The Temple Stay program at Naesosa Temple offers a visitor a chance to enjoy the nature that surrounds the temple, as well as what life is like as a Buddhist monk in Korea. With community work built into the program, as well as a trip to a neighbouring waterfall, a visitor gets a first-hand view of what spiritual life must be like for a Korean Buddhist monk.

For more information on Naesosa Temple.

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Nature at its finest at Naesosa Temple.

Directions:

You’ll first need to get to Buan Bus Terminal in Jeollabuk-do. From this bus terminal, you can take a direct bus to Naesosa Temple. The bus will let you off 800 metres outside the temple grounds. You’ll need to make your way towards the entry gate and past all the stores and restaurants that line the way. You can take a bus or a taxi, which takes about 50 minutes from the Buan Bus Terminal, and it will cost you around 30,000 won. The official website says 30 minutes, but this just isn’t true, so be warned.

General Schedule:

Naesosa Temple runs a single Temple Stay program at its temple.

A: Naesosa Regular Schedule: This program is a scheduled program that runs one night and two days.

Day 1:

14:30: Registration and get a room

15:00: Opening ceremony and an orientation towards temple customs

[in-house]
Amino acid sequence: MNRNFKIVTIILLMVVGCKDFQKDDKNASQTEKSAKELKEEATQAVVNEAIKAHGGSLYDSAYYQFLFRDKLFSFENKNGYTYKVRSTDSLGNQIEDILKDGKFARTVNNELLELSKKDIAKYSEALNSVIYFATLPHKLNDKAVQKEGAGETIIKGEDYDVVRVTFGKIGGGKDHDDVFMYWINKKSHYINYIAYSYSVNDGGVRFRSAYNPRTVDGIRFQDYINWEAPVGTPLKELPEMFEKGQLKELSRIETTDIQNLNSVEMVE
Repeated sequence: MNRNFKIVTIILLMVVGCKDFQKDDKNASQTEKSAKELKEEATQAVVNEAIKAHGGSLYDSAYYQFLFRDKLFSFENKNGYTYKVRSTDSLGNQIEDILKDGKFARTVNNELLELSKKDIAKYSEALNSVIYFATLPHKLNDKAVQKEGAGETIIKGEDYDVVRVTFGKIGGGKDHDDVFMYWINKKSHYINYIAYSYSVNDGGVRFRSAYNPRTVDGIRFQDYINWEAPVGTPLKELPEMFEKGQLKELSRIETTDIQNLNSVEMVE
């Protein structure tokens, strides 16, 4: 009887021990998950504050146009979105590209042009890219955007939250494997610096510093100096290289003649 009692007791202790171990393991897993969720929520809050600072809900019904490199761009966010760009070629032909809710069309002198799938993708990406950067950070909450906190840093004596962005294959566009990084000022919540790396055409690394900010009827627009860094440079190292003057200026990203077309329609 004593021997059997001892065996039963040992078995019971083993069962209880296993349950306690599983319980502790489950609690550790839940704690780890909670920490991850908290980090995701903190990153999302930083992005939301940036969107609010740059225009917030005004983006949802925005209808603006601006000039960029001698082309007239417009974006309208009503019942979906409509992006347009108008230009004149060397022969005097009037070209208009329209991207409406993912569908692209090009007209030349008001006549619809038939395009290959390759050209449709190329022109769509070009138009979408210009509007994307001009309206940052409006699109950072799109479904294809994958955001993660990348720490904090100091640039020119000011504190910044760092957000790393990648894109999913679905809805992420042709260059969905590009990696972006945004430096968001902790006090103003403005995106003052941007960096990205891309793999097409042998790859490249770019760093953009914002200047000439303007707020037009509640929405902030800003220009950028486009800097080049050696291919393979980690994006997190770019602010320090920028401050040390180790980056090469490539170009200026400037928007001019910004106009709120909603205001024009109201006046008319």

16:00: Information about Naesosa Temple and introduction to each shrine

17:10: Dinner

18:00: Striking the temple bell and the evening Buddhist ceremony

18:30: Tea ceremony and a conversation with a monk

21:00: Bedtime

Day 2:

04:00: Wake up time

04:20: Early morning Buddhist ceremony

05:00: 108 bows and meditation

06:00: Monks’ meal

07:10: Community work (clear a room, wash bowls, etc)

08:00: Trekking to Jick-so waterfall and have lunch

12:00: Writing about your impressions

13:00: Closing Ceremony

13:30: Good-byes

 

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(Courtesy of the Temple Stay website).

Naesosa Temple Information:

Address : 268, Seokpo-ri, Jinseo-myeon Buan-gun Jeollabuk-do

Tel : +82-63-583-3035 / Fax : +82-63-583-7280

homepage : http://www.naesosa.org

E-mail : naesosa@templestay.com

Fees:

Adults: 60,000 won; Teens: 40,000 won (Naesosa Regular Schedule)

Link:

Reservations for the Naesosa Regular Schedule Temple Stay program.

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The beautiful view of the Sanshin-gak at Naesosa Temple.

Temple Stay: Magoksa Temple (Gongju, Chungcheongnam-do)

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The sun shining on the main hall at Magoksa Temple.

Hello Again Everyone!!

Introduction to the Temple:

Magoksa Temple is situated on the beautiful Mt. Taehwasan in Gongju, Chungcheongnam-do. Magoksa Temple was first established in 640 A.D. by the famed monk, Jajang-yulsa. Having fallen into a bit of disrepair, the temple was reconstructed in 1172 by Bojo-guksa. The name of the temple has a bit of an interesting story behind it. After a believer looked at the temple and said it looked like a flax stack in a flax field while Bocheol, from the Silla Dynasty, was preaching. So Magoksa Temple, in English, means “Flax Valley Temple.” Uniquely, and unlike almost all other temples on the Korean peninsula, Magoksa Temple was spared any damage during the destructive Imjin War (1592-98). In fact, during the entire Joseon Dynasty (1392-1910), the temple suffered no wartime damage.